Earlier this week, Twitter announced the launch of Fleets, a new feature where users can post tweets that disappear after 24 hours. Sounds familiar? This new feature on Twitter can be likened to the Stories feature popular on Snapchat and Instagram.
How do Fleets work?
Users can Fleet text, reactions to Tweets, photos or videos, and customise Fleets with different background and text options. Followers of the user can then see the Fleets at the top of their home timeline, and anyone who can view your full profile can see the Fleets there too. Another feature of Fleets is that users can send direct messages in response to Fleets. In the Twitter blog post announcing the launch, the post also hinted stickers and live broadcasting being available in the Fleets format soon.
In the blog post, Twitter’s design director, Joshua Harris, and product manager, Sam Haveson, explains the new feature as a solution to users who find Tweeting uncomfortable, due to the permanent and public nature of a Tweet. They describe ‘Fleets’ as a lower pressure way for people to start posting their fleeting thoughts.
When the feature was initially tested in Brazil, Italy, India and South Korea, the platform learned that users using the feature talked more on the platform and found it an easier way to post what was on their mind, be it more personal and casual thoughts, feelings and opinions.
But, what’s the problem?
Despite this, the wider launch of Fleets is already facing backlash, with users expressing concerns the feature could be abused. People are worried that due to the disappearing nature of the feature, this could encourage online harassment due to there being no public record of bad behaviour.
Other concerns regarding the new feature have included the feature allowing users to bypass direct message settings. Even if someone’s direct messages are closed, Fleets allow responders to go directly to the inbox of the person who posted. Another concern was that users are not notified if someone else shares their tweet into a fleet.
In response to these concerns, Twitter expressed to the BBC that they are always listening to feedback and working on ways to improve the platform.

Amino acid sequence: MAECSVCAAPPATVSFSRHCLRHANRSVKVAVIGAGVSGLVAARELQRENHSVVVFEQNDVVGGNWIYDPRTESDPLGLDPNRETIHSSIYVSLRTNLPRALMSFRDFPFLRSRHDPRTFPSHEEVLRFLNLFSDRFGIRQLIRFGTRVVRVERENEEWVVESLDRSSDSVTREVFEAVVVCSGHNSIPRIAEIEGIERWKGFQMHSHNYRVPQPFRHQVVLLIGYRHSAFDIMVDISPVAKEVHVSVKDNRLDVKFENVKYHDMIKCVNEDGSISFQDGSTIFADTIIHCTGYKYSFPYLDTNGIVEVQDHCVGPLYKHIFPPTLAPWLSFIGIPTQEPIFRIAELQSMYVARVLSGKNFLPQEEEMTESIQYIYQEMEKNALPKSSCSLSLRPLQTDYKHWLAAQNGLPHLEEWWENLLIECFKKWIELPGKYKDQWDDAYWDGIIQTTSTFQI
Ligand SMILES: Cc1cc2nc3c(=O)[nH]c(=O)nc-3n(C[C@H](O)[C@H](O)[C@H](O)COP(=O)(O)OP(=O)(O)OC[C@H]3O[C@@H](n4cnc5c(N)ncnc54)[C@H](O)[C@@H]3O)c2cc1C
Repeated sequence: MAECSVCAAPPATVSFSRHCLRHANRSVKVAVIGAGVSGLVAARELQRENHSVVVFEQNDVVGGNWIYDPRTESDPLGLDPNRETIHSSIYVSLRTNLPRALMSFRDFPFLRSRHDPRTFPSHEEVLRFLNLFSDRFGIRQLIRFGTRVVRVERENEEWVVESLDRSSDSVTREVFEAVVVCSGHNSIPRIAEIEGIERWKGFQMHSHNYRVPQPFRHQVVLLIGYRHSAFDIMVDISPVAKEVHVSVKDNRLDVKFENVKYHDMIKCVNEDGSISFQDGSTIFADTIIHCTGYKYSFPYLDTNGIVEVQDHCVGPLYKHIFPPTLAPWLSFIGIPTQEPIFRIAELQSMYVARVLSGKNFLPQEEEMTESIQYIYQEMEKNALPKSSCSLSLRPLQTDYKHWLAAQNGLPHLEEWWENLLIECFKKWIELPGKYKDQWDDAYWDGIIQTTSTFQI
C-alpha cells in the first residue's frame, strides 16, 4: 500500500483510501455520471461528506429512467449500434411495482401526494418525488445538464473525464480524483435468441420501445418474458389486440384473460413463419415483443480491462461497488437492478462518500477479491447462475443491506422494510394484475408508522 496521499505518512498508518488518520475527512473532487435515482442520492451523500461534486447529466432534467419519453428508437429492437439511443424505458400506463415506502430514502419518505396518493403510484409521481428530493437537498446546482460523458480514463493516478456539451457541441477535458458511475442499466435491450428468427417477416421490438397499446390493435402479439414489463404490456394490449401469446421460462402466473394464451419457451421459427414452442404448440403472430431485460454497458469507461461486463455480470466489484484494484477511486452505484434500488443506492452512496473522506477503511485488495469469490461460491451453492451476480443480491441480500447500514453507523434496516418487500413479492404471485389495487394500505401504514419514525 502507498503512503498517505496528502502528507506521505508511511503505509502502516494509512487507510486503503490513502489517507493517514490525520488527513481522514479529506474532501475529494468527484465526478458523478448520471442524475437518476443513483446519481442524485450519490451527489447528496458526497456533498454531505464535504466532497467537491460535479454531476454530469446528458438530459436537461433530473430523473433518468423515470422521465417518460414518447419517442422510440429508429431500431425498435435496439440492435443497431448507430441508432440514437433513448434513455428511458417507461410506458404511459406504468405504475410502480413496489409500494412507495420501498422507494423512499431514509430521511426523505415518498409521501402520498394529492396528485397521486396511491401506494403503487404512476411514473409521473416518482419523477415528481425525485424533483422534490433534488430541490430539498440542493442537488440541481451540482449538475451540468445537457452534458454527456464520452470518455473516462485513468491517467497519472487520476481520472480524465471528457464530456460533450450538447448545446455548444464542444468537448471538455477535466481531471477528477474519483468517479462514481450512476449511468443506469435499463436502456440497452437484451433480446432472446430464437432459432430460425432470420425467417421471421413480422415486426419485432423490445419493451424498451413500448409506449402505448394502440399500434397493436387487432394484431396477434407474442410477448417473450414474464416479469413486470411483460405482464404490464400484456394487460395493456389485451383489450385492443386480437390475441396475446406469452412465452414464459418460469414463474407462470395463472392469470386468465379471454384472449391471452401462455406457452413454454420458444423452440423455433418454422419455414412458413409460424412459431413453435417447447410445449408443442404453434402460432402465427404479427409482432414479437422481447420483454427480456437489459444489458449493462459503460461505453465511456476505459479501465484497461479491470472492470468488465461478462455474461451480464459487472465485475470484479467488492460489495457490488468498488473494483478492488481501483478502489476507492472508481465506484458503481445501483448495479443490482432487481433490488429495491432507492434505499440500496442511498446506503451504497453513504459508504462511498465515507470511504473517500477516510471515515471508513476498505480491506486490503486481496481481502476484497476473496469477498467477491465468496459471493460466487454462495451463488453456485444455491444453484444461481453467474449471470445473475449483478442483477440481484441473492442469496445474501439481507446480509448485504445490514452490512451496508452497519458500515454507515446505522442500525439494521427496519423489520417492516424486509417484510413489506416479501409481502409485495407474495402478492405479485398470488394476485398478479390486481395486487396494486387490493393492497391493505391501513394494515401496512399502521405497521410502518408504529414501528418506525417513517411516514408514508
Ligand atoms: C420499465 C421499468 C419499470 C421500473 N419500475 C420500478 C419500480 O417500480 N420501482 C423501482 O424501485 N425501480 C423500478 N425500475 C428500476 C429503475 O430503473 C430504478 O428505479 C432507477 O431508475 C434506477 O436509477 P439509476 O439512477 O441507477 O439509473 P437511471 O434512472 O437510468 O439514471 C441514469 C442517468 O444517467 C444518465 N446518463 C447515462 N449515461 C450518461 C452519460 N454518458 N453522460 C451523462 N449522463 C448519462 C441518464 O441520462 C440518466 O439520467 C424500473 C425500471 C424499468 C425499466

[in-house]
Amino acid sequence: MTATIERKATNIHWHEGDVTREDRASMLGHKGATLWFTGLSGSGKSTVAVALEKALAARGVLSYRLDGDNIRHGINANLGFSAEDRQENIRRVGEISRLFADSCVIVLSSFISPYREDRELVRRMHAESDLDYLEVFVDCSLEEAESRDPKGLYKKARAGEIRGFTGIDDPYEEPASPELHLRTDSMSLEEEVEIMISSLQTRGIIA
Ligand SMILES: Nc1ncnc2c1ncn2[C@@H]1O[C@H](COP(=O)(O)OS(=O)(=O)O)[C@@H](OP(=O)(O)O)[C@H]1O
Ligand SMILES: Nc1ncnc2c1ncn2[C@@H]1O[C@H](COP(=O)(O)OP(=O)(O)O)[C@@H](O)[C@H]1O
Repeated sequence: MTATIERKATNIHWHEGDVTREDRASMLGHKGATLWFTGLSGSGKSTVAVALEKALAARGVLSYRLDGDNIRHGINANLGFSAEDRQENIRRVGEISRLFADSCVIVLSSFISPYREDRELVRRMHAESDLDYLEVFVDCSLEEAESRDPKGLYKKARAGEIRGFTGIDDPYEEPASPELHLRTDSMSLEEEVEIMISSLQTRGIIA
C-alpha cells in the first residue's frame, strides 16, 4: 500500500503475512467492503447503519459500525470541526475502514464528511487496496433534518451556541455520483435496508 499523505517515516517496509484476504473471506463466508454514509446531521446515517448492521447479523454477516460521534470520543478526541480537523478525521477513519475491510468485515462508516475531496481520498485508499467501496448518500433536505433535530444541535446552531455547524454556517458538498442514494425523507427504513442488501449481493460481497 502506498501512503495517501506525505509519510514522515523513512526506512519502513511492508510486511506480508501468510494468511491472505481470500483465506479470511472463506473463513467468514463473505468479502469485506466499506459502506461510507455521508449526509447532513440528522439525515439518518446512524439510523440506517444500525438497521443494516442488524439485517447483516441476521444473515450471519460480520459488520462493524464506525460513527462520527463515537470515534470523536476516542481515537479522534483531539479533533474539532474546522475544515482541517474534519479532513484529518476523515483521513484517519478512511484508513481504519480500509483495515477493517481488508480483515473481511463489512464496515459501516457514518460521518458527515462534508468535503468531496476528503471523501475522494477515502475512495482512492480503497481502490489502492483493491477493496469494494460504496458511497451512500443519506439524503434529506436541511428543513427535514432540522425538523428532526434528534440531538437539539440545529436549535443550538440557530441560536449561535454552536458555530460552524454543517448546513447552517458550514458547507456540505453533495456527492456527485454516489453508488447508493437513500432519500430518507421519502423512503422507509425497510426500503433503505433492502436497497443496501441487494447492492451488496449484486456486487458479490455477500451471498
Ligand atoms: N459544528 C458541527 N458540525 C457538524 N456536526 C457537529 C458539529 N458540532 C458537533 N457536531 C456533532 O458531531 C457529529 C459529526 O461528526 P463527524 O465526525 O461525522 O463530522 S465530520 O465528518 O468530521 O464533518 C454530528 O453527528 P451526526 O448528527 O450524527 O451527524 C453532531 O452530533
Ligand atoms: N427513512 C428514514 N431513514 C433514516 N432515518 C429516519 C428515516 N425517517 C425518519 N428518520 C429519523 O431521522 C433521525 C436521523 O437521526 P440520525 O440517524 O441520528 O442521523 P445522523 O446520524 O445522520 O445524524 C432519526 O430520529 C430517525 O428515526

All things considered, it’ll be interesting to see whether the wider roll-out of Fleets will really encourage people to talk more and join conversations, or whether the disappearing nature and similarity to other Stories feature on Snapchat and Instagram will deter people from the app. Let’s see, shall we?
This week’s top social stories:
YouTube, Facebook and Twitter align to fight Covid vaccine conspiracies. Read more
Apple to pay $113m after admitting slowing down older iPhones. Read more
Amazon Alexa engineer develops app to translate your cat’s miaow. Read more
Facebook launches E.gg in US for users to create web-based collages. Read more
Disney+ hit its five-year target in eight months thanks to lockdown. Read more
Captain Sir Tom Moore becomes British GQ’s oldest cover star
After winning the nation’s hearts with his fundraising walk to help the NHS, the 100-year-old war veteran, became the oldest-ever cover star for GQ Magazine. Captain Sir Tom will also be presented with the “Inspiration of the Year” award at the annual “GQ Men of the Year awards”.
Facebook accused of forcing staff back to offices
In an open letter, claims from more than 200 Facebook workers accused the social media company of forcing its content moderators back to the office, despite risks of contracting coronavirus. In the letter, it was claimed that calls to return to the office came after there were issues with relying on artificial intelligence to spot problematic posts.
PlayStation takes over London Oxford Circus Tube Station
To mark the launch of PlayStation 5 in the UK, Sony gave Oxford Circus Tube Station in London an upgrade. Three of the four street-level entrances to the underground station were revamped, with the circular signs replaced to represent the PlayStation’s famous controller symbols.
Get This Week In Social direct to your inbox